• Medical Malpractice: If you are harmed due to medical negligence and need an amputation, your lawsuit must allege the following elements: 1) a doctor or other healthcare person or entity 2) breached a standard of care when treating or consulting you 3) and that breach resulted in your amputation. This is essentially a negligence action in the medical context. Standard of care represents what most healthcare providers would have done in the circumstances. Additionally, treatment includes any action or inaction by healthcare personnel that affects the patient in a material way such as diagnoses, consultations, surgeries, and medication recommendations. Obviously, these become very fact intensive investigations but the general structure of the case and legal framework remains the same.
  • Product Liability: If you are injured from a defective product and need an amputation, your lawsuit might not at all resemble a negligence or medical malpractice action. This is because it would rely on completely different laws. The laws of products liability require you to establish that a product was sold in the ordinary course of business, that the product was defective, and that the defect caused you injuries, namely an amputation. Tiffin v. Great Atl. & Pac. Tea Co., 18 Ill.2d 48, 62 (1959).

Hopefully, this gives you a better sense of the legal framework surrounding several of the most prevalent kinds of forms your amputation case might take.

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Who can I pursue a claim against if I suffer an injury requiring an amputation?

You can pursue a claim against anyone that wrongfully injured you and caused your amputation. Of course, the exact identity of these defendants will largely depend on the circumstances of your incident and the form of the lawsuit that you file. However, here are some of the most likely offenders:

  • Another driver that crashed into you.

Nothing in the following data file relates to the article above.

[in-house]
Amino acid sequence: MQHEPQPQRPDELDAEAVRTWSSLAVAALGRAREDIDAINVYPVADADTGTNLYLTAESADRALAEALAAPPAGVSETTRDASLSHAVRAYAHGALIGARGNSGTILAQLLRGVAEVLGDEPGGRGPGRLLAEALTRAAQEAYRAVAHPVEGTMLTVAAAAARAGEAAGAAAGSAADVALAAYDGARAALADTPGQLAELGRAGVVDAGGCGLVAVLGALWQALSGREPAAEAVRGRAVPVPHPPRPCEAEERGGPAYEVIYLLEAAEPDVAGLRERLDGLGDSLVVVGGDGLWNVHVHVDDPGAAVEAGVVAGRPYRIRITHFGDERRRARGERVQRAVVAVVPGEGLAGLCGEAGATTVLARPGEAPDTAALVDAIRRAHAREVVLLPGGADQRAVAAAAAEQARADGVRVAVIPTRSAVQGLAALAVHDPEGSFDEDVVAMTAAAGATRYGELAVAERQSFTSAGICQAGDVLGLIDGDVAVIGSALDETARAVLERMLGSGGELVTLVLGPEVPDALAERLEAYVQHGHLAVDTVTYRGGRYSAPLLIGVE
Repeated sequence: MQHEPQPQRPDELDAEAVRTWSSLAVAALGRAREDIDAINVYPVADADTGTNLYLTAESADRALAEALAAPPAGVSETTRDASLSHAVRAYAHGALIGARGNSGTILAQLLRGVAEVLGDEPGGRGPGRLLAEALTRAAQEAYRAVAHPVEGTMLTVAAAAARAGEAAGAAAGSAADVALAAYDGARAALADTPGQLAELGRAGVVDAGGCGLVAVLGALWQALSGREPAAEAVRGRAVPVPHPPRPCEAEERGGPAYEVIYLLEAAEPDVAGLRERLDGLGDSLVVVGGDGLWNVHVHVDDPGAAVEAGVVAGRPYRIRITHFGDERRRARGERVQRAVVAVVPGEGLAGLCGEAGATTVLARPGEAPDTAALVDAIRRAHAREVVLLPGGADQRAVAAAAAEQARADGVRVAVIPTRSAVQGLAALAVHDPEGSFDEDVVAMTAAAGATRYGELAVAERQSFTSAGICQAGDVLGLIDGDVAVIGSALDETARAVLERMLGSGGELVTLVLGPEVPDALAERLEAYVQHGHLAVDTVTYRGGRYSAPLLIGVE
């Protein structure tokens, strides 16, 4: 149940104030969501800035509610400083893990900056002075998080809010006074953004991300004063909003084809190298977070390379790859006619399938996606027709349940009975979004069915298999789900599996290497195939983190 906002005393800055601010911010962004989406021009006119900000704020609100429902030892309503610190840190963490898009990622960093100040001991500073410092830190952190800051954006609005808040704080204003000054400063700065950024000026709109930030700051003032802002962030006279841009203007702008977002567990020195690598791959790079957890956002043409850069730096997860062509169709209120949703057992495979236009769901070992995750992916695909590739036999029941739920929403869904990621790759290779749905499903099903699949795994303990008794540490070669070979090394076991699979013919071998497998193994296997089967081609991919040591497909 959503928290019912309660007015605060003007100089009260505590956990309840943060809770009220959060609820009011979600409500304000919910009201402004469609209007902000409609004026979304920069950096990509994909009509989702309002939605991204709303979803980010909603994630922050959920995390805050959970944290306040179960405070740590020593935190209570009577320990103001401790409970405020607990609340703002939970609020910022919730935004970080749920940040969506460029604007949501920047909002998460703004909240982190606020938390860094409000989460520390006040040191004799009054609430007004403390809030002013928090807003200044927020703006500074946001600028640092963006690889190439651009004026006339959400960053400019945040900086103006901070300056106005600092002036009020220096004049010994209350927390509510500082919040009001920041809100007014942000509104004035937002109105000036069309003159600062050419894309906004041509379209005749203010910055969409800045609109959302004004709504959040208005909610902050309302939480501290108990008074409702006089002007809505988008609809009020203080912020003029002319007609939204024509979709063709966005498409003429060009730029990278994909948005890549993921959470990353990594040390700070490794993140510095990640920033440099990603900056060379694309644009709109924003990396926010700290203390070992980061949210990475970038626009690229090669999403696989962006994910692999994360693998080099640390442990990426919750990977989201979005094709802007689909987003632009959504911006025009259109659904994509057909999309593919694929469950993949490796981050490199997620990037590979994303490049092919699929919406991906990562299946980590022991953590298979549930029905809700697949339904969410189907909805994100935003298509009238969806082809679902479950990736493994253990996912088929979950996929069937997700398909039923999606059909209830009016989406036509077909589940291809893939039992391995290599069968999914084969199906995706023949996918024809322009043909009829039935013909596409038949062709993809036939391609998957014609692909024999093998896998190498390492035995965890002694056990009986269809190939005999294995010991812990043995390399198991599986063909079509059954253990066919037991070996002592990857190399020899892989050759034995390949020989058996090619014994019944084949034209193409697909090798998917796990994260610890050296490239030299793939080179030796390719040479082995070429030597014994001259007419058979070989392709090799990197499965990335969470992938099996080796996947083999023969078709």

• A medical provider that gave you inadequate treatment.
  • A farmworker that crushed you with equipment or a vehicle.
  • Someone that started a fire or caused an explosion.
  • Any company that created these circumstances or allowed them to persist.

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Do I need to file a lawsuit for my amputation within a certain time period under Illinois law?

Yes. Because your amputation case will largely be an action for personal injuries, you need to file the lawsuit within 2 years of when the accident occurred. Illinois law, in 735 ILCS 5/13-202, states this (the pertinent parts are underscored):

Actions for damages for an injury to the person, or for false imprisonment, or malicious prosecution, or for a statutory penalty, or for abduction, or for seduction, or for criminal conversation, except damages resulting from first degree murder or the commission of a Class X felony and the perpetrator thereof is convicted of such crime, shall be commenced within 2 years next after the cause of action accrued….”

In the medical malpractice context, the law specifically gives a 2-year limit as well but also bars any action for adults that commences 4 years after the incident regardless of when the plaintiff discerned the existence of the injury. 735 ILCS 5/13-212 provides this in more detail (the pertinent parts are underscored):

No action for damages for injury or death against any physician, dentist, registered nurse or hospital duly licensed under the laws of this State, whether based upon tort, or breach of contract, or otherwise, arising out of patient care shall be brought more than 2 years after the date on which the claimant knew, or through the use of reasonable diligence should have known, or received notice in writing of the existence of the injury or death for which damages are sought in the action, whichever of such date occurs first, but in no event shall such action be brought more than 4 years after the date on which occurred the act or omission or occurrence alleged in such action to have been the cause of such injury or death.

There are similar rules for amputations that arise from products and involves products liability claims. In these circumstances, you have 2 years to bring the lawsuit after you discern the cause of action but in no event can you bring them more than 10 years after the first user received it or 12 years after its first sale as 735 ILCS 5/13-213(b) reads (the pertinent parts are underscored):

“(b) Subject to the provisions of subsections (c) and (d) no product liability action based on any theory or doctrine shall be commenced except within the applicable limitations period and, in any event, within 12 years from the date of first sale, lease or delivery of possession by a seller or 10 years from the date of first sale, lease or delivery of possession to its initial user , consumer, or other non-seller, whichever period expires earlier, of any product unit that is claimed to have injured or damaged the plaintiff, unless the defendant expressly has warranted or promised the product for a longer period and the action is brought within that period.